Modern Science and Politics

Tobin Craig

Hertog Foundation | 2013

From a comparative and historical perspective, one of the most unusual features of our public life is the public status accorded to the enterprise we call ‘science.’ With perhaps one or two exceptions, no feature of our public life is as uncontested, that is, generally regarded as unworthy of reflection because self-evidently and unproblematically good. It would seem to require a special effort to come to see science—or inquiry into nature with the goal of replacing belief with knowledge—as questionable. We will undertake that effort of inquiring after inquiry, of thinking through the goodness of science. Just what is science for?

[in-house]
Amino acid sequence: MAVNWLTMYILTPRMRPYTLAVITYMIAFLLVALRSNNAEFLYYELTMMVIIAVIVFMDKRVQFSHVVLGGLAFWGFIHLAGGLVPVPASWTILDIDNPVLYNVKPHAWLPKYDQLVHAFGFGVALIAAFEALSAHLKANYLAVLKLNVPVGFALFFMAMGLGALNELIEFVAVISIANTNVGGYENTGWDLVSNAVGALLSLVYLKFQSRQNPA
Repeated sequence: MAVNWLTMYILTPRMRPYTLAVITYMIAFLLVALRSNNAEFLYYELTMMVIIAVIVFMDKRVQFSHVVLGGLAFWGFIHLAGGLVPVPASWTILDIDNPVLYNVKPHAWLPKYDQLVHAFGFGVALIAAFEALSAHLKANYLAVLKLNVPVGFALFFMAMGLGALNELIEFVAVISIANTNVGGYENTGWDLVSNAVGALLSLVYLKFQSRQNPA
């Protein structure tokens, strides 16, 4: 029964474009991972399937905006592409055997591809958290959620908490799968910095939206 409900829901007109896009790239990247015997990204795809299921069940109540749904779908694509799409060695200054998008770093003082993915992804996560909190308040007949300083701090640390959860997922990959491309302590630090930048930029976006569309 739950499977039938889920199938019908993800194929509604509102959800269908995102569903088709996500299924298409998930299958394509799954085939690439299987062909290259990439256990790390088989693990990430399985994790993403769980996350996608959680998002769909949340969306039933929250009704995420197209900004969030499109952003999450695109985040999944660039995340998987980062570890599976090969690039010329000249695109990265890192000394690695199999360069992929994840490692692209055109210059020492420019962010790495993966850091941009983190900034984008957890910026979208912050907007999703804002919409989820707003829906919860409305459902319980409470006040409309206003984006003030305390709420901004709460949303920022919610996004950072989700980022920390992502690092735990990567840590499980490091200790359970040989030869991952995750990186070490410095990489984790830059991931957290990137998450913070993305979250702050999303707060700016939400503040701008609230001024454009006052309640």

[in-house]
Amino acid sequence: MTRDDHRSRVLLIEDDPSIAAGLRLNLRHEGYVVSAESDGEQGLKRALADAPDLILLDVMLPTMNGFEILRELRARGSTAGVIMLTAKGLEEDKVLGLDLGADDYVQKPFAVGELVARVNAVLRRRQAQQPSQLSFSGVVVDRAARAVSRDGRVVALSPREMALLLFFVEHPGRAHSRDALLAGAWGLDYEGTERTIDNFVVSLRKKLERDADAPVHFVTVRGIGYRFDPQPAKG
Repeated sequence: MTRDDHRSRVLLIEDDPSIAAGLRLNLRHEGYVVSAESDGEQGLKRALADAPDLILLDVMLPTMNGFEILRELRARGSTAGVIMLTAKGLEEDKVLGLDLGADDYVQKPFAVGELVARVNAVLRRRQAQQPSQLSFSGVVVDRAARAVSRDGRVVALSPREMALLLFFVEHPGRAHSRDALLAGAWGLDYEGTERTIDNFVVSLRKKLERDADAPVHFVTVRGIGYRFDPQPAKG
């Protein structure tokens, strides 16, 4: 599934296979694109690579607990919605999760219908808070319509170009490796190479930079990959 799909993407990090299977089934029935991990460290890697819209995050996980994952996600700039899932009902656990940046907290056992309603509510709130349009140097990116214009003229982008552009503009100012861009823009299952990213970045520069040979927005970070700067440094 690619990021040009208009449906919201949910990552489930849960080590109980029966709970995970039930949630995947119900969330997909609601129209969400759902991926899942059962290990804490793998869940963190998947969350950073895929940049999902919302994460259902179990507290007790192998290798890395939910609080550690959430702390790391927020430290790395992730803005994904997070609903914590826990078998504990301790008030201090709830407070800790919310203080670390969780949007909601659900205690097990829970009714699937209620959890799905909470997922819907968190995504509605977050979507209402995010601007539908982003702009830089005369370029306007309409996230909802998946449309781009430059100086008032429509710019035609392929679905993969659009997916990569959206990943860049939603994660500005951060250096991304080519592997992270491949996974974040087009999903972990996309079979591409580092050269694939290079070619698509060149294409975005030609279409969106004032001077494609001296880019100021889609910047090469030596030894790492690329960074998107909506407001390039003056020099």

For help with this question we turn to certain of the writings of Francis Bacon. Bacon’s answer—which helped transform natural philosophy into the methodical, collective enterprise familiar to us today—remains, in many respects, our answer. In returning to Bacon’s thought, we are thus afforded an occasion to reexamine the purpose of science, and the relationship between science, technology, and politics.

Jan Matejko’s Astronomer Copernicus Conversation with God, 1872.